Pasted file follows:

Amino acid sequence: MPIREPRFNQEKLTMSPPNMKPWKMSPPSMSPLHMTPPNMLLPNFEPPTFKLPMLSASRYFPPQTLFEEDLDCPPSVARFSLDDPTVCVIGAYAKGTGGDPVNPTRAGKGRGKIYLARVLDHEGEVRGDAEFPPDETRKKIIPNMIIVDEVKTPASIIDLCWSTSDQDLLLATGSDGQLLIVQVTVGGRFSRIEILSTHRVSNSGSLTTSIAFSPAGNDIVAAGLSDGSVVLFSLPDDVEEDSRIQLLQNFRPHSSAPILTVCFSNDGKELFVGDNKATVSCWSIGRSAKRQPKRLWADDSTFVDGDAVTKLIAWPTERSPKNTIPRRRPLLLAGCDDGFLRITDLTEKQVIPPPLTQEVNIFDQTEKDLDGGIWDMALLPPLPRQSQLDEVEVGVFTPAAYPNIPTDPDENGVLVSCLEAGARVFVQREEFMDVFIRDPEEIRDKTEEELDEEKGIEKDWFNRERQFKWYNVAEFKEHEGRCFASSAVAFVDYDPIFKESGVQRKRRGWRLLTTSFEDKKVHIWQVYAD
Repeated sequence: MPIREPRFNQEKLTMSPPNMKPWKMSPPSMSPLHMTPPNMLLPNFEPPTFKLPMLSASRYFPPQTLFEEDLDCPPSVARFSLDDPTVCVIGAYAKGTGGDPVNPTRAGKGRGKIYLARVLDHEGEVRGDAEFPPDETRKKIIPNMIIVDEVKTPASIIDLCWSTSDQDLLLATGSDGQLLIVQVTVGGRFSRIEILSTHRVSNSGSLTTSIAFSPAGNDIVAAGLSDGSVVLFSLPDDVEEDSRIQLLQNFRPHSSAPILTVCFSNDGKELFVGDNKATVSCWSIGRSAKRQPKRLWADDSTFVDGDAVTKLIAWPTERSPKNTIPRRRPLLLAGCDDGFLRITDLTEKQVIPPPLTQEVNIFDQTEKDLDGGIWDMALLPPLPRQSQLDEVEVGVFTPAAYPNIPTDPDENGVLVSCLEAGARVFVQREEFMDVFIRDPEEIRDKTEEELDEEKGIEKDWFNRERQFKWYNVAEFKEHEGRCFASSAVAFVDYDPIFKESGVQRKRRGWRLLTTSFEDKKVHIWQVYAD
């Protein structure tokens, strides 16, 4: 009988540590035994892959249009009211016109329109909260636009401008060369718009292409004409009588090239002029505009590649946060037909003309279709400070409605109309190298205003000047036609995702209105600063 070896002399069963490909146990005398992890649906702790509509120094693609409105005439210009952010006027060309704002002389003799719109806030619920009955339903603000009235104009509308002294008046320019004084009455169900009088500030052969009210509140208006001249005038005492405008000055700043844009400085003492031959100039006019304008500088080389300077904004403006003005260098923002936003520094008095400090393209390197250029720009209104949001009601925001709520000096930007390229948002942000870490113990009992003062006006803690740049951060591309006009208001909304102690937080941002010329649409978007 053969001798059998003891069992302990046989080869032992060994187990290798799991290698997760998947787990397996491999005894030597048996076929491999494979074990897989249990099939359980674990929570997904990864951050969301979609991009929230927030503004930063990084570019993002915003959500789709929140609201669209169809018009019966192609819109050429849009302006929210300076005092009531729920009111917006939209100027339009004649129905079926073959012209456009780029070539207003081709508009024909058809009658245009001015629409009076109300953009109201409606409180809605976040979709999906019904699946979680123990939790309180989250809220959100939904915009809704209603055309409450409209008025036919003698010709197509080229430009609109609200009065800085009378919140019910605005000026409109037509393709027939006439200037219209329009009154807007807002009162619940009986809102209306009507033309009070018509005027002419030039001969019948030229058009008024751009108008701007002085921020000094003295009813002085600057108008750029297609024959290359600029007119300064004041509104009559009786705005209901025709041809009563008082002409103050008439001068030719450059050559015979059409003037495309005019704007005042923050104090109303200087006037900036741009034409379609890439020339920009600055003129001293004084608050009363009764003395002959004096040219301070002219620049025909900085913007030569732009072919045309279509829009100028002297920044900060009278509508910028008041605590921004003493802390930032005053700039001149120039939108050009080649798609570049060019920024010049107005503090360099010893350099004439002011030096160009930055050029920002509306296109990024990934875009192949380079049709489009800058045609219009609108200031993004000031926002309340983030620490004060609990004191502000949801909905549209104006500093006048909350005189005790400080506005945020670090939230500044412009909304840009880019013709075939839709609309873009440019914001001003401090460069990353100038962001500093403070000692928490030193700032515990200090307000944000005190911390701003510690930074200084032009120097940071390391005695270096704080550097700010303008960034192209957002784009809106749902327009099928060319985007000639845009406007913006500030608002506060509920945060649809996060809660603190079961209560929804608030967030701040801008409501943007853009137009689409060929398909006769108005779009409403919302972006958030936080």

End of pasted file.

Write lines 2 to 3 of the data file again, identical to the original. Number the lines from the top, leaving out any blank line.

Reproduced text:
Repeated sequence: MPIREPRFNQEKLTMSPPNMKPWKMSPPSMSPLHMTPPNMLLPNFEPPTFKLPMLSASRYFPPQTLFEEDLDCPPSVARFSLDDPTVCVIGAYAKGTGGDPVNPTRAGKGRGKIYLARVLDHEGEVRGDAEFPPDETRKKIIPNMIIVDEVKTPASIIDLCWSTSDQDLLLATGSDGQLLIVQVTVGGRFSRIEILSTHRVSNSGSLTTSIAFSPAGNDIVAAGLSDGSVVLFSLPDDVEEDSRIQLLQNFRPHSSAPILTVCFSNDGKELFVGDNKATVSCWSIGRSAKRQPKRLWADDSTFVDGDAVTKLIAWPTERSPKNTIPRRRPLLLAGCDDGFLRITDLTEKQVIPPPLTQEVNIFDQTEKDLDGGIWDMALLPPLPRQSQLDEVEVGVFTPAAYPNIPTDPDENGVLVSCLEAGARVFVQREEFMDVFIRDPEEIRDKTEEELDEEKGIEKDWFNRERQFKWYNVAEFKEHEGRCFASSAVAFVDYDPIFKESGVQRKRRGWRLLTTSFEDKKVHIWQVYAD
């Protein structure tokens, strides 16, 4: 009988540590035994892959249009009211016109329109909260636009401008060369718009292409004409009588090239002029505009590649946060037909003309279709400070409605109309190298205003000047036609995702209105600063 070896002399069963490909146990005398992890649906702790509509120094693609409105005439210009952010006027060309704002002389003799719109806030619920009955339903603000009235104009509308002294008046320019004084009455169900009088500030052969009210509140208006001249005038005492405008000055700043844009400085003492031959100039006019304008500088080389300077904004403006003005260098923002936003520094008095400090393209390197250029720009209104949001009601925001709520000096930007390229948002942000870490113990009992003062006006803690740049951060591309006009208001909304102690937080941002010329649409978007 053969001798059998003891069992302990046989080869032992060994187990290798799991290698997760998947787990397996491999005894030597048996076929491999494979074990897989249990099939359980674990929570997904990864951050969301979609991009929230927030503004930063990084570019993002915003959500789709929140609201669209169809018009019966192609819109050429849009302006929210300076005092009531729920009111917006939209100027339009004649129905079926073959012209456009780029070539207003081709508009024909058809009658245009001015629409009076109300953009109201409606409180809605976040979709999906019904699946979680123990939790309180989250809220959100939904915009809704209603055309409450409209008025036919003698010709197509080229430009609109609200009065800085009378919140019910605005000026409109037509393709027939006439200037219209329009009154807007807002009162619940009986809102209306009507033309009070018509005027002419030039001969019948030229058009008024751009108008701007002085921020000094003295009813002085600057108008750029297609024959290359600029007119300064004041509104009559009786705005209901025709041809009563008082002409103050008439001068030719450059050559015979059409003037495309005019704007005042923050104090109303200087006037900036741009034409379609890439020339920009600055003129001293004084608050009363009764003395002959004096040219301070002219620049025909900085913007030569732009072919045309279509829009100028002297920044900060009278509508910028008041605590921004003493802390930032005053700039001149120039939108050009080649798609570049060019920024010049107005503090360099010893350099004439002011030096160009930055050029920002509306296109990024990934875009192949380079049709489009800058045609219009609108200031993004000031926002309340983030620490004060609990004191502000949801909905549209104006500093006048909350005189005790400080506005945020670090939230500044412009909304840009880019013709075939839709609309873009440019914001001003401090460069990353100038962001500093403070000692928490030193700032515990200090307000944000005190911390701003510690930074200084032009120097940071390391005695270096704080550097700010303008960034192209957002784009809106749902327009099928060319985007000639845009406007913006500030608002506060509920945060649809996060809660603190079961209560929804608030967030701040801008409501943007853009137009689409060929398909006769108005779009409403919302972006958030936080």